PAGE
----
Charlie Peacock: Accepting the Gift of Freedom
CP: Yeah, most definitely. You won't see me taking any five-minute solos, because [laughing] I would be completely bored by my own playing! To me, you've got be a real giant to be given that much real estateand I think that maybe part of what people are liking about the record is the economy of the events as they're put together and how you get from one event to another. As opposed to a jazz record that has a head, and then a four-minute solo, an interlude and another four-minute solo. I always liken it to real-book jazz, and I stopped liking that kind of music about twenty years ago. I'm much more interested in what happens with improvisation and then what kinds of composition can be melded with thatwith the improvisations.
AAJ: In terms of the studio, for this project anyway, how did you work? Were all the players in the same place at the same time? Or were you building the tracks up, and, say, adding the horns one by one?
CP: The bulk of it, 80% of the music that you hear, is all the musicians in the studio at once. It was important to me to do that; that was one requirement that I did give myself. I would risk that much. I wouldn't be the sort of auteur producer who is locked in a room with ProTools for three years, just tinkering with everybody's performance. I really wanted to risk playing with people, because that's what happens in pop musicprogressively, over time, you risk that less and less as you attempt to buy these sort of microinsurance policies to make sure you succeed by commercial standards.
AAJ: You build a record.
CP: Yeah. And I wanted to get away from that. I wanted to put myself in a situation where things could just come completely undone. I also wanted to put other players in without a lot of control on my partlike, say, [drummer] Joey Baron. Whether he had played to tracks very much or not, I'm not sure. And part of our discussion in the beginningbecause I brought prerecorded tracks for us to play to in New Yorkwas him saying, "well, what do you want me to play? And I said, "I just want you to play what you hear. So don't feel that you have to hold something down in a traditional way or that you have to play completely free because the groove is already implied for you. So it was a challenge to other people, too, to interact with the electronic parts of it.
AAJ: You got a pretty fantastic roster of musicians to play on this record. I suppose trumpeter Ralph Alessi is as prominent as any of them; he's on both sessions and his lines are often central to the tracks.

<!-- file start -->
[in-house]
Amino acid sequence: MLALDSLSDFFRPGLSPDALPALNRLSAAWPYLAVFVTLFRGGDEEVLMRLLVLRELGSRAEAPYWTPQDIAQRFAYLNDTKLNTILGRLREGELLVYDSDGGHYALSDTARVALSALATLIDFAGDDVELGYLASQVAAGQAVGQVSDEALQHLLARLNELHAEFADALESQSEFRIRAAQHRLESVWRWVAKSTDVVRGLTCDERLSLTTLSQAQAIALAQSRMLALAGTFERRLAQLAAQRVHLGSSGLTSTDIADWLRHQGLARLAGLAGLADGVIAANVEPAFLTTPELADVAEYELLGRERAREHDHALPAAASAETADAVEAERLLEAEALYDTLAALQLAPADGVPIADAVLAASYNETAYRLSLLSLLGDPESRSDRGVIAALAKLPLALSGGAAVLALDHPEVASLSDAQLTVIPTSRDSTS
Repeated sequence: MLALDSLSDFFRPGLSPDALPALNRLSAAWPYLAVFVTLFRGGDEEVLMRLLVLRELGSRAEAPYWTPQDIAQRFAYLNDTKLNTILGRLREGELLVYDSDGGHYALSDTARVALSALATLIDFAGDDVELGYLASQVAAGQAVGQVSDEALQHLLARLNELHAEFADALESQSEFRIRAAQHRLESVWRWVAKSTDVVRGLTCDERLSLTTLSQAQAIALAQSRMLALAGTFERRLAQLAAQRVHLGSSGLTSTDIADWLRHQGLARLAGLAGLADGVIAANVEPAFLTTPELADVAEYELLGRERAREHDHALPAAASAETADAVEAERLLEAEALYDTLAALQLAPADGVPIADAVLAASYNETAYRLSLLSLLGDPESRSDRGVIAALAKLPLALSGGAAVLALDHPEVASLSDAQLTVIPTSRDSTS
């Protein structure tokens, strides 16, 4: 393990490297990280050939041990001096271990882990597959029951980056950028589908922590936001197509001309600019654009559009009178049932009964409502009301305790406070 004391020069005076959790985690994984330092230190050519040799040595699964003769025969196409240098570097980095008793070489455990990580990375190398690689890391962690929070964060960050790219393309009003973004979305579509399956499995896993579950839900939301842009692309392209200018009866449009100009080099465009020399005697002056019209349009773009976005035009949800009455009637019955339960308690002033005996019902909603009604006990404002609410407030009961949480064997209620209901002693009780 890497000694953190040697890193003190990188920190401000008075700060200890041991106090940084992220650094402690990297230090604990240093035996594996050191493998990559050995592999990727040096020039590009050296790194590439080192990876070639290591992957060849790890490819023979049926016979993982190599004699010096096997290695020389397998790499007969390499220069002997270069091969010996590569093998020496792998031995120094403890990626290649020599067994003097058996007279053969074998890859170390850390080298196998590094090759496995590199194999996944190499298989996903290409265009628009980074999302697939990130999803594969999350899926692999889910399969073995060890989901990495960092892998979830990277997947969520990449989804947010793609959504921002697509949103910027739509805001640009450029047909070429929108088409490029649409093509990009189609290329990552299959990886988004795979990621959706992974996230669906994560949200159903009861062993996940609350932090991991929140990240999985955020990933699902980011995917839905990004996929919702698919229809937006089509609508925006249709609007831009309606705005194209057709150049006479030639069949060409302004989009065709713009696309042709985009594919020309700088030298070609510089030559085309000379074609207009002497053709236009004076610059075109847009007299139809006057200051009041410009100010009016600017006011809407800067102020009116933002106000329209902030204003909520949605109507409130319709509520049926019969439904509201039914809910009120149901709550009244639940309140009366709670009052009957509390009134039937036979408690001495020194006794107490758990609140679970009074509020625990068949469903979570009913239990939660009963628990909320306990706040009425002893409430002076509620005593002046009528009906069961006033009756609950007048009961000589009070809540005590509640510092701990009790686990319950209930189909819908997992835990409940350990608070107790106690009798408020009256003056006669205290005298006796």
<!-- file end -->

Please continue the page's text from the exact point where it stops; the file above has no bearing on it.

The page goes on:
CP: Uri Caine was the one who told me about Ralph. That guy is just a giant trumpet player.
AAJ: Yes, he's on a lot of great records lately.
CP: I think you're going to see him really rocket in the next couple of years. Number one, he's just as skilled as anyone on the planet. But his vocabulary's also very big and he's a very soulful player.
AAJ: I won't bore you by listing every musician who plays on your CD, but two players who seem incredibly important to how the music works are the two bassists: Victor Wooten on electric bass on the Bellevue stuff, and James Genus on acoustic on the New York material. Even during the more static, programmed sections, they add a real human warmth that is audible and palpable.
CP: That's great. That's what I was hoping for, because I like the repetition in the static partsthe ability to loop things. But I always try to combine some elements that were more random, a little more reckless and human.
AAJ: I'm going to ask you more about that. But first, let's talk about "When Diana Dances, the CD's leadoff tune. It's got a swaying elegance to it, and while it's not overcomposed, it's gotlike many of your songsa very memorable theme. It starts with a sort of Spanish vibe, with Ralph's trumpet and Jerry McPherson's spaghetti-western guitar, then goes into its trumpet/tenor theme. But that's just how it starts. Tell me something about this song.
CP: "When Diana Dances is no exception to this: in every case, these songs in their original form were considerably longer than they are. So part of my job, I thinkand this is where there's a fine line between production and compositionis to recognize in someone's improvisation a repetitive theme, or a theme that ought to be heard multiple times, or expressed again. I think that when you hear the sections as they unfoldwhen it shifts to a new picture in a sense, to a new scene, to borrow from a film vernacularpart of the reason it does that is that's exactly what happened naturally in the improvisation. But it may have happened later or it may have been just a moment that then, from a composition standpoint, I took and capitalized on more. That's something I did over and over again as I was delighted by what someone was playing. As a producer or composer, I was saying, "oh, you should have stuck with that a little bit longer. So through the production process, I helped them stick with it a little longer. I'd sort of stay in those moods longer, or repeat things that maybe they had only played once. A bass line that had only been a snapshot of four bars ended up being eight bars.